Four years of consumption offsets and going strong.

In 2010, I decided to start matching everything I spend on a non-essential purchase with an equal donation to an effective charity. It's worked for me; even though mechanisms like this are arbitrary, it feels more logical than choosing a percentage of income. It feels nice that spending money on nice things for myself and my friends is aligned with giving money to charity.

I posted here with the results after the first year, and continued in subsequent years. Last year, someone asked if I was still doing it. I am, and it's working out great. The rate of giving is steadily increasing; in 2013, donations reached 1.5 times nonessential spending and 30% of income.

I have a lot of privileges that make it easy to give, but nonetheless, it's still a good thing to do, and I encourage you to consider a scheme like this if you are thinking about how you'll give to charity. With this method, you get to decide what is essential and what is non-essential, so (a) this motivates thinking about what is essential, which I find useful; and (b) it works for any income level, since spending money on things that are truly essential doesn't affect your charitable donations.

It also matters a lot which charities you give to; some charities can be massively effective and others not at all. This year my largest donations went to Deworm the World, Schistosomiasis Control Initiative, charity:water, Planned Parenthood, Partners in Health, Innovations for Poverty Action, and Village Reach. Check them out.

Do you have plans or processes that you use for giving to charity, deciding how much to give, and choosing the organizations you support?

Aaron Swartz.

I went to the memorial service for Aaron at the Internet Archive last night. This is what I said.

I've been thinking about Aaron every day since I heard the news. When I think about Aaron, I remember the conversations we used to have about how we wanted to change the world. We sat in the dining room in my co-op, over plain white bread. He would tell me his ideas; I would tell him mine.

It's been amazing to see this outpouring from all over the world—so many people writing about Aaron, inspired by him. Danny wrote, "Every page I open has his name on it"—it's been like that. It surprised me to see so many people who are so moved by him who didn't know him personally, or even hadn't heard of him until now. And I think that's a testament to the power of the causes he stood for and the depth of his commitment to them. Aaron's causes are causes that touch all of us.

For a long time, I've admired his intellect and his work, but right now, what I feel most strongly—and I think a lot of other people do too—is: I wish I had his conviction. And maybe some of us are asking ourselves, as I've been asking myself: What could I do if I had his conviction?

Aaron was pragmatic. He wouldn't be satisfied with us just standing here and talking about him. He would want us to act.

So: find a way to act. None of us can be Aaron, but each one of us has skills, resources, relationships, strengths that are special to us. Take a minute to think about what capabilities you have, what privileges you have, what you're able to risk, and how you can bring those things to bear on the injustices that surround us. When we fight injustice, we're taking care of each other. And we have to take of each other. We have to take care of each other.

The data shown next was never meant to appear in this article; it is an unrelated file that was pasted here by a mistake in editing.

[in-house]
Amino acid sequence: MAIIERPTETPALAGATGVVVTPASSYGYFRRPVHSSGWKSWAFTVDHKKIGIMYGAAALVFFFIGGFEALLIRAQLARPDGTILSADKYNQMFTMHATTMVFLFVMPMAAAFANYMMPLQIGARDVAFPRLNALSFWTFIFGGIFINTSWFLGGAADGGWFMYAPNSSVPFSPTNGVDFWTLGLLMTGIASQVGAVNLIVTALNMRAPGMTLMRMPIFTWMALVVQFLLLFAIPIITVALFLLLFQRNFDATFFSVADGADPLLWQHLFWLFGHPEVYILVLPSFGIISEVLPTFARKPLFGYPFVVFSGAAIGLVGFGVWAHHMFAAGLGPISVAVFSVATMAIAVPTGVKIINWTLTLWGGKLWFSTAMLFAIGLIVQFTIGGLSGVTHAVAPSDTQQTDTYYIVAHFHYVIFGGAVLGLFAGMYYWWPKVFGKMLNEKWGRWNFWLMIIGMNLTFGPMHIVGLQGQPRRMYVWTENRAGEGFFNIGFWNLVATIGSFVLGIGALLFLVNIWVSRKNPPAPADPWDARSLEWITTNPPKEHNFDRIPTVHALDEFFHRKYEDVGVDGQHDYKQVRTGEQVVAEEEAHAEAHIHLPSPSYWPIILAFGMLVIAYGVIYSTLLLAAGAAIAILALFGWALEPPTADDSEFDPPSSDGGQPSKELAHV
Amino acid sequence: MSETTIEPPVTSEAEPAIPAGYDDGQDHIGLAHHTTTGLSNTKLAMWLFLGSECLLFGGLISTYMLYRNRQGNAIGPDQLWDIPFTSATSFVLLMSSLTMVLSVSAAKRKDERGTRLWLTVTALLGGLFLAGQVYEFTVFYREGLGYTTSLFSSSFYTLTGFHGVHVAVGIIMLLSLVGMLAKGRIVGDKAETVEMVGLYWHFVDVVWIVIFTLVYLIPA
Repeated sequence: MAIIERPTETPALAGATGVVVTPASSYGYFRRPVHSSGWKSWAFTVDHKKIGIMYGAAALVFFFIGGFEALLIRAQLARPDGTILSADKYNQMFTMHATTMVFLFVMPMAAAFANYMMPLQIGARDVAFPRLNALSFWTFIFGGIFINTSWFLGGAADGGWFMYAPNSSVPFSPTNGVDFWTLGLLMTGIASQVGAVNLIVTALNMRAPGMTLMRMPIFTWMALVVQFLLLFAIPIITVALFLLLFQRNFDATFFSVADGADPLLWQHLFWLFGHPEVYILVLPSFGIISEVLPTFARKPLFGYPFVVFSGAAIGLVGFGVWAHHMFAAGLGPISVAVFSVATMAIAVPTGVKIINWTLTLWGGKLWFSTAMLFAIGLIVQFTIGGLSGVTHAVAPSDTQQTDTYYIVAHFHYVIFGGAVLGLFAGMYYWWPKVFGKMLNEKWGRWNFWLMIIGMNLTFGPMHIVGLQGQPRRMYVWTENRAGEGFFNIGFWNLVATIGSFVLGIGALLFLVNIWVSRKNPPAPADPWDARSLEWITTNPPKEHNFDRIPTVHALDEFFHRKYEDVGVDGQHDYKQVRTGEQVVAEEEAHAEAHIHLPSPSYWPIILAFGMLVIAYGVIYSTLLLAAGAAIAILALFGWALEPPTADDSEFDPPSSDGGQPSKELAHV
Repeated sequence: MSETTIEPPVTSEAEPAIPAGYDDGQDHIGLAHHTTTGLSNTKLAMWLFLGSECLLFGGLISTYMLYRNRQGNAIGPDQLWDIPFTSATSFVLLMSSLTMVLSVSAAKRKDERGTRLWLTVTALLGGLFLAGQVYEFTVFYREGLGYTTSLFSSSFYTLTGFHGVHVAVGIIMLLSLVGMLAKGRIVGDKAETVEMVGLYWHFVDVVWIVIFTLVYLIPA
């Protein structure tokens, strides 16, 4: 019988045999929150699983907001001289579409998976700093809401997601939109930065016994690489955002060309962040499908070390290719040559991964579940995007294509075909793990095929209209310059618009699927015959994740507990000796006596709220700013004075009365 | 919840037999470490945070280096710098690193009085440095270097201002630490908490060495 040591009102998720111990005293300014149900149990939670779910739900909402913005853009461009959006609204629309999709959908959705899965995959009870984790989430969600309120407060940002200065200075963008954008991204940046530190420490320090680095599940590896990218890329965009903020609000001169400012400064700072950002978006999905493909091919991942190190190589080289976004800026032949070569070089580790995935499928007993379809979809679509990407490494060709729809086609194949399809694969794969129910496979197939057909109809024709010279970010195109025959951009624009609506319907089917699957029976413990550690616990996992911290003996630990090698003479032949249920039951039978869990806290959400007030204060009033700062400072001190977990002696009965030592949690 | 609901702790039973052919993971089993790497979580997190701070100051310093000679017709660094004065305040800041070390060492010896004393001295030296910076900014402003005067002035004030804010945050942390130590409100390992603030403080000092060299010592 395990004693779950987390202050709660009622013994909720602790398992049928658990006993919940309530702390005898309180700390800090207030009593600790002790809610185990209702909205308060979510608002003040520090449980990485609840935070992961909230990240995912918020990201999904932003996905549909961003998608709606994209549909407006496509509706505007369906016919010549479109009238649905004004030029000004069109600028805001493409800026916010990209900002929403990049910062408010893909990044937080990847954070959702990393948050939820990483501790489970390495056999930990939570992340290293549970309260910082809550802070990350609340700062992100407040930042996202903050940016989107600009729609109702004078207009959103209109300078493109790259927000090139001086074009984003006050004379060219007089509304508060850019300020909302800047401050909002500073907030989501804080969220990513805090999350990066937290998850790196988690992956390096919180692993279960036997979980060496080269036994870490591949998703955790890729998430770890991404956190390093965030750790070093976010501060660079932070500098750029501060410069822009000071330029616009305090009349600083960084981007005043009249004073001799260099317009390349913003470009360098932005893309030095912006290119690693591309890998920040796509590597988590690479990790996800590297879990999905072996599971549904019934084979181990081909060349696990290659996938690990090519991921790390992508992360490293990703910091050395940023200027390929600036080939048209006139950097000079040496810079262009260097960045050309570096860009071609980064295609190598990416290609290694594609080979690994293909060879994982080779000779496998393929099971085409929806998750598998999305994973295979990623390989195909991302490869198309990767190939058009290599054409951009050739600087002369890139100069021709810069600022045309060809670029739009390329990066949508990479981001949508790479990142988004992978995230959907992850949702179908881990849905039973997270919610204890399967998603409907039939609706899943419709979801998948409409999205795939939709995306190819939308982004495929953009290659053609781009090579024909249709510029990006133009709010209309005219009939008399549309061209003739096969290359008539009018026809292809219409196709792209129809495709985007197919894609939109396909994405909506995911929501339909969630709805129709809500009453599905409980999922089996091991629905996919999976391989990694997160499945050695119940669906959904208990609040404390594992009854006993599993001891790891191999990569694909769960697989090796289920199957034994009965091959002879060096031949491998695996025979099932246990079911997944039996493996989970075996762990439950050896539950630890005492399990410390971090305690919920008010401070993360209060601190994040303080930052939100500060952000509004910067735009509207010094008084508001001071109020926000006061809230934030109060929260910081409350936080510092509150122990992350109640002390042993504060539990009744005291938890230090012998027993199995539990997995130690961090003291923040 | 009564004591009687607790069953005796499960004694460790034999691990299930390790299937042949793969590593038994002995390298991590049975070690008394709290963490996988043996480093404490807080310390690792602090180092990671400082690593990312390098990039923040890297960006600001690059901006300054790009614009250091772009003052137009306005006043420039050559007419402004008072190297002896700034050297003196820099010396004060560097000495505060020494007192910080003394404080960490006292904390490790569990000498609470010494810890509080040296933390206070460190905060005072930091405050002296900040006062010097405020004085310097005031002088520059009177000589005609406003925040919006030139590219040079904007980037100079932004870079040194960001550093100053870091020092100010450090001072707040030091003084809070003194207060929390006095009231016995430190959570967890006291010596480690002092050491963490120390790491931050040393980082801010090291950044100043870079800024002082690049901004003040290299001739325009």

Pick something that needs doing, and use this moment, when injustice is staring you in the face: use it to make a promise to yourself to follow through. Because not everyone is able to fight, but we can. Not everyone knows they have to fight, but we know. And so many more people know now, because of Aaron.

If you're listening to this, you're not a spectator. You're in this fight, with Aaron, and with all of us. There's so much that we have to do.

Aaron was 26. Jon Brilliant was also 26.

My Google+ profile has just been suspended for having an unusual name.

If you would like to help me get it unsuspended, please post a note here to help provide evidence that "Ping" is the "name [my] friends, family or co-workers usually call [me]" (as it says in the User Conduct and Content Policy). If you are comfortable identifying yourself and your relationship to me, that would help too. Thanks!

Edited to add: Thanks everyone! I'm sure we'll get this sorted out right quick.

On living a good life.

I went to a memorial service today. It was for Jon Brilliant, son of Larry Brilliant, whom I'd known during my first year at The service was beautiful and moving. It was also powerfully inspiring, and I had not expected that. We were dressed in bright colours, to suit Jon's style; and there were words and rituals from a mix of spiritual traditions, also as he would have wanted.

I hadn't known Jon very well. I met him once when visiting his father's house. They invited me to swim in their pool and I hadn't brought swimming trunks, so Jon offered to let me borrow his, and I did. He was cheerful and gentle, and shone with excitement as he told me about his trip to China. When I heard that he had cancer, I felt compelled to convey comfort but I wasn't sure how. I picked up a book on Chinese calligraphy, a brush, and a bottle of ink, and practiced until I could adequately draw the characters for "health" and "courage" on cards for him and his parents. I thought he had gotten better. I had no idea that the cancer had become so serious since then. The news was a terrible shock; it felt so wrong, so unfair to him, so unfair to Larry and his family. Here is a man whose work saved countless lives, and yet he has lost his son to a cruel disease.

Jon was twenty-six.

Jon's friends from high school and college were there. They really loved him. I could see it in the way they stood when they went up to speak, and hear it in the way they told stories about him. There was joy and laughter in the things they celebrated about him, and parts they could not get through without tears. They spoke with deep love as they described all they had learned from him, the ways he had connected and inspired them, the wisdom and insight he had shown them. They mentioned the many things he had accomplished, the many places he had travelled, always trying to understand the world and make it better, and the many people whose lives he had touched in his short life.

We were reminded: the measure of a life is how well it is lived, not how long.